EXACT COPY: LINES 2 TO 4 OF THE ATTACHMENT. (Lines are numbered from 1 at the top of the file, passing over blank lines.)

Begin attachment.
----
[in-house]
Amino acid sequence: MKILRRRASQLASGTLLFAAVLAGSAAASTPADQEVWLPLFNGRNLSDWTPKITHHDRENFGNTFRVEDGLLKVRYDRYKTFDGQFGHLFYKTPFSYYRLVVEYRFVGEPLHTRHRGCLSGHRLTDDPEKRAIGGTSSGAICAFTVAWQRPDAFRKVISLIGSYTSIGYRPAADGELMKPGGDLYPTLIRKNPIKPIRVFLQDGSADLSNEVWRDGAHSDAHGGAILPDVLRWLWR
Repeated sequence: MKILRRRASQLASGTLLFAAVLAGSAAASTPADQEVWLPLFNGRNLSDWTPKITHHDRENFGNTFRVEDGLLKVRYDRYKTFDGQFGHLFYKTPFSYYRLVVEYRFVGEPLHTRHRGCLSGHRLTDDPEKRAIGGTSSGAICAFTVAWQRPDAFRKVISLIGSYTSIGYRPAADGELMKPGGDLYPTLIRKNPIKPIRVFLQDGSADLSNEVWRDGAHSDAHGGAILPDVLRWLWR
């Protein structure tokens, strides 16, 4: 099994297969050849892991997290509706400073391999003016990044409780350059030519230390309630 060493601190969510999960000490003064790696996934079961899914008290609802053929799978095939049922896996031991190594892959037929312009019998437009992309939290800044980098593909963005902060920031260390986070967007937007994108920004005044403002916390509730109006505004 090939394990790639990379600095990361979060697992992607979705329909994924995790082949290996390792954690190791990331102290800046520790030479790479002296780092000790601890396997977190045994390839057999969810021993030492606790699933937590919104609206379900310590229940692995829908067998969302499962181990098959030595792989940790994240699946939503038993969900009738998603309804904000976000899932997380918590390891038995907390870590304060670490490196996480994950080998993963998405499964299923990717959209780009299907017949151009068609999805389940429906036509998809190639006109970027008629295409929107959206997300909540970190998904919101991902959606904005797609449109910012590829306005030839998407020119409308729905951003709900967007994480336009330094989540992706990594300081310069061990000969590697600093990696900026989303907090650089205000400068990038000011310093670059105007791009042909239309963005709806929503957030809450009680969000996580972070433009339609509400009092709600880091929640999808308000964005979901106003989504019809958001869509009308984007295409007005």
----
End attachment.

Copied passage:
Amino acid sequence: MKILRRRASQLASGTLLFAAVLAGSAAASTPADQEVWLPLFNGRNLSDWTPKITHHDRENFGNTFRVEDGLLKVRYDRYKTFDGQFGHLFYKTPFSYYRLVVEYRFVGEPLHTRHRGCLSGHRLTDDPEKRAIGGTSSGAICAFTVAWQRPDAFRKVISLIGSYTSIGYRPAADGELMKPGGDLYPTLIRKNPIKPIRVFLQDGSADLSNEVWRDGAHSDAHGGAILPDVLRWLWR
Repeated sequence: MKILRRRASQLASGTLLFAAVLAGSAAASTPADQEVWLPLFNGRNLSDWTPKITHHDRENFGNTFRVEDGLLKVRYDRYKTFDGQFGHLFYKTPFSYYRLVVEYRFVGEPLHTRHRGCLSGHRLTDDPEKRAIGGTSSGAICAFTVAWQRPDAFRKVISLIGSYTSIGYRPAADGELMKPGGDLYPTLIRKNPIKPIRVFLQDGSADLSNEVWRDGAHSDAHGGAILPDVLRWLWR
């Protein structure tokens, strides 16, 4: 099994297969050849892991997290509706400073391999003016990044409780350059030519230390309630 060493601190969510999960000490003064790696996934079961899914008290609802053929799978095939049922896996031991190594892959037929312009019998437009992309939290800044980098593909963005902060920031260390986070967007937007994108920004005044403002916390509730109006505004 090939394990790639990379600095990361979060697992992607979705329909994924995790082949290996390792954690190791990331102290800046520790030479790479002296780092000790601890396997977190045994390839057999969810021993030492606790699933937590919104609206379900310590229940692995829908067998969302499962181990098959030595792989940790994240699946939503038993969900009738998603309804904000976000899932997380918590390891038995907390870590304060670490490196996480994950080998993963998405499964299923990717959209780009299907017949151009068609999805389940429906036509998809190639006109970027008629295409929107959206997300909540970190998904919101991902959606904005797609449109910012590829306005030839998407020119409308729905951003709900967007994480336009330094989540992706990594300081310069061990000969590697600093990696900026989303907090650089205000400068990038000011310093670059105007791009042909239309963005709806929503957030809450009680969000996580972070433009339609509400009092709600880091929640999808308000964005979901106003989504019809958001869509009308984007295409007005």